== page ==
New research published today in Nature suggests the first people to settle in the Pacific were from Asian farming groups rather than the Papuan ancestry that had been suspected.
The international team of researchers sequenced ancient DNA from 3000-year-old skeletons from Vanuatu and Tonga and found they had little or no Papuan ancestry. Rather, the researchers suggest the first people to reach remote Oceania were from Asia and were later joined by people with Papuan ancestry.
Massey University’s Professor Murray Cox was involved in the research and said the revelations could hold the key to future health improvements for Māori and Pasifika populations.
“Unlike European New Zealanders, where we can leverage off research done in the UK and USA, we knew very little about the genomes of Pasifika and Māori. We knew that they had a mixture of both Asian and Papuan ancestry, but had no idea how this came about or when,” he said.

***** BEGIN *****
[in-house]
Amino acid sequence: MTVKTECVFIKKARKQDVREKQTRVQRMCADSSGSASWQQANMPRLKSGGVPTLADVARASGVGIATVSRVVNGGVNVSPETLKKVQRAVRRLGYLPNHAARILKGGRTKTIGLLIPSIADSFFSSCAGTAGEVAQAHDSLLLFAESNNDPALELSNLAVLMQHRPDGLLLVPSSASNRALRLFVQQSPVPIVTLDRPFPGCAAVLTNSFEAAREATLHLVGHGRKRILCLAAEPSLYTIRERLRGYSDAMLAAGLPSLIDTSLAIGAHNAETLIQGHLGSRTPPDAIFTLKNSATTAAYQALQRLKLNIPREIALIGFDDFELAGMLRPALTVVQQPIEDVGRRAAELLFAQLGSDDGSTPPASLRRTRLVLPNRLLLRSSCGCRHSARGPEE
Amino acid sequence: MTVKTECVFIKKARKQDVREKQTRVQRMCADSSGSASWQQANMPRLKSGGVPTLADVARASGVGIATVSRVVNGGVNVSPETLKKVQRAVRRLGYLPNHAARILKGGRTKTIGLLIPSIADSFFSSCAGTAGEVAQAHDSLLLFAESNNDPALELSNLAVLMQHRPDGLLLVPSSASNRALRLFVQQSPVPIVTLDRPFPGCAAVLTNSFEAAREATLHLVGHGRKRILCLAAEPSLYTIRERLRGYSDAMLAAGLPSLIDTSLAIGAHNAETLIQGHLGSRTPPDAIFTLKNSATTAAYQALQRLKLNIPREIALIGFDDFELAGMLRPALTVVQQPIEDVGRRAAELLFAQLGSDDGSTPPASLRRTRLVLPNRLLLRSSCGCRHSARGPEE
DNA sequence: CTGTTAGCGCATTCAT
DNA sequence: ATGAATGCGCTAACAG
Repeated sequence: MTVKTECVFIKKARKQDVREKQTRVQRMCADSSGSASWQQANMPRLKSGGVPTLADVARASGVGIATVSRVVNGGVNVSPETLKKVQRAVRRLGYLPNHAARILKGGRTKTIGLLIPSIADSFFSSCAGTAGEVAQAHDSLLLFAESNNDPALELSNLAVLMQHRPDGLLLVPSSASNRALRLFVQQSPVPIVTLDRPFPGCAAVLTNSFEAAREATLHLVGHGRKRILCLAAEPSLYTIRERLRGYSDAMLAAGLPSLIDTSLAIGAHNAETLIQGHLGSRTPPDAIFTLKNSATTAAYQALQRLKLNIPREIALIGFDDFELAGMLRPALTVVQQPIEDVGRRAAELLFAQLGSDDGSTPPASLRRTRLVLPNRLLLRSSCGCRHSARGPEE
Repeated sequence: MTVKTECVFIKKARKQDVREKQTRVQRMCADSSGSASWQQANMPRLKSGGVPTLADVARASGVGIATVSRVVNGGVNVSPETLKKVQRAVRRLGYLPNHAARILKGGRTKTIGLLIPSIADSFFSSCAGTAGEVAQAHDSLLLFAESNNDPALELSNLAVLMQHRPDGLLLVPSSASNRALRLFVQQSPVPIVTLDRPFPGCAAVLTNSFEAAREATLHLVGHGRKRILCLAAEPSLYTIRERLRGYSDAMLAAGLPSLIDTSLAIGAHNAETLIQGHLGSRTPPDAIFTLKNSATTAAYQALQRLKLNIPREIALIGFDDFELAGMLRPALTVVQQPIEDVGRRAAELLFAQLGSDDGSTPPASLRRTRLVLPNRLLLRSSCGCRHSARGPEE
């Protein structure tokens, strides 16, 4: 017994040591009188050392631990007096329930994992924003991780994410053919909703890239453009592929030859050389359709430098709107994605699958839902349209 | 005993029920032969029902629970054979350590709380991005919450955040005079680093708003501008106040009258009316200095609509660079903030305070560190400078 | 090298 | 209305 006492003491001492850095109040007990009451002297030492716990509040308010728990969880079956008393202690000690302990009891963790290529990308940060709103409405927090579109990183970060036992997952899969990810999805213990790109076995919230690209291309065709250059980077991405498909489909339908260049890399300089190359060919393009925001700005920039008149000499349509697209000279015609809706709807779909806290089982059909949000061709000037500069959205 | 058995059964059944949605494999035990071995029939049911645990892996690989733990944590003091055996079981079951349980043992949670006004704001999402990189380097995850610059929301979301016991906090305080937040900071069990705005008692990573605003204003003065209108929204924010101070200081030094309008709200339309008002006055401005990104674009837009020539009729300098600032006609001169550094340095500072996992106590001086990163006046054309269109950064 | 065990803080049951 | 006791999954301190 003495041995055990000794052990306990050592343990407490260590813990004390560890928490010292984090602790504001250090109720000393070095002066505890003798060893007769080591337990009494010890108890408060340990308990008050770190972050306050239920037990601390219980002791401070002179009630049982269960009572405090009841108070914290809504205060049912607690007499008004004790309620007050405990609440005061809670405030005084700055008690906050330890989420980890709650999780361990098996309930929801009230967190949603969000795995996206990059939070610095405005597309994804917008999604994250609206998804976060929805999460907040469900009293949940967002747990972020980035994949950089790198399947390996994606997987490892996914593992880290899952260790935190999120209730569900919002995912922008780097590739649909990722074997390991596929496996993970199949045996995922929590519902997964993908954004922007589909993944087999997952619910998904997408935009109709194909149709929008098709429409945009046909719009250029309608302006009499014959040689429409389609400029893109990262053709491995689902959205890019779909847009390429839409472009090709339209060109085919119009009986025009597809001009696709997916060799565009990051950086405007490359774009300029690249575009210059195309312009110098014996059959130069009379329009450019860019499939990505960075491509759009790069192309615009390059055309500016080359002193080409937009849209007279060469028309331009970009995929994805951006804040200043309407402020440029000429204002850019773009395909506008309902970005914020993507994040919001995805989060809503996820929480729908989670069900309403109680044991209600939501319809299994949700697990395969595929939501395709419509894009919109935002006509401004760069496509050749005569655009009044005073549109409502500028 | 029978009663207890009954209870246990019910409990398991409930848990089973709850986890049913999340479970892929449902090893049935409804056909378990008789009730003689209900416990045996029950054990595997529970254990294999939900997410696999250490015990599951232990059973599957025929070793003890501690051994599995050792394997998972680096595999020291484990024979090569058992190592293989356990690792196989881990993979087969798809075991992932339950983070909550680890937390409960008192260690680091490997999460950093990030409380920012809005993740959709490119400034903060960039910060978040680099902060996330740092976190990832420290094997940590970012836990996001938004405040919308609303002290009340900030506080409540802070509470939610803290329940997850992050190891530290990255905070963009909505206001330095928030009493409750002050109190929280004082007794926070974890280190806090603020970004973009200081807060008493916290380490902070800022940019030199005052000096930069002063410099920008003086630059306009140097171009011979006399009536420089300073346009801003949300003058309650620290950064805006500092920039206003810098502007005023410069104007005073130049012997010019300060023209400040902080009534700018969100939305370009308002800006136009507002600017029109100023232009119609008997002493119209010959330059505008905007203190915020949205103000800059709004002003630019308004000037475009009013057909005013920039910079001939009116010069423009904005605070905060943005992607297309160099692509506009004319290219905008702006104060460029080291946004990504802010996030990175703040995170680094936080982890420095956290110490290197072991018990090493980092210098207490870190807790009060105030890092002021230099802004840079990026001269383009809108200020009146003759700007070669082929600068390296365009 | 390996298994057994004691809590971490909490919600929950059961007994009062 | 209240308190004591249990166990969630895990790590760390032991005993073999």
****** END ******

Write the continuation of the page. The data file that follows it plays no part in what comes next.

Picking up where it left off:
More information about the study is available at scimex.org.
The research was covered by NZ and international media:
NZ Herald: Skeletons reveal ancestors of Maori
TVNZ: Study of ancient DNA finds first Pacific settlers were Asian
Stuff.co.nz: New research on ancient Pacific skeletons reveals Maori ancestors
Radio NZ: Ancient DNA shows Asian farmers first Pacific people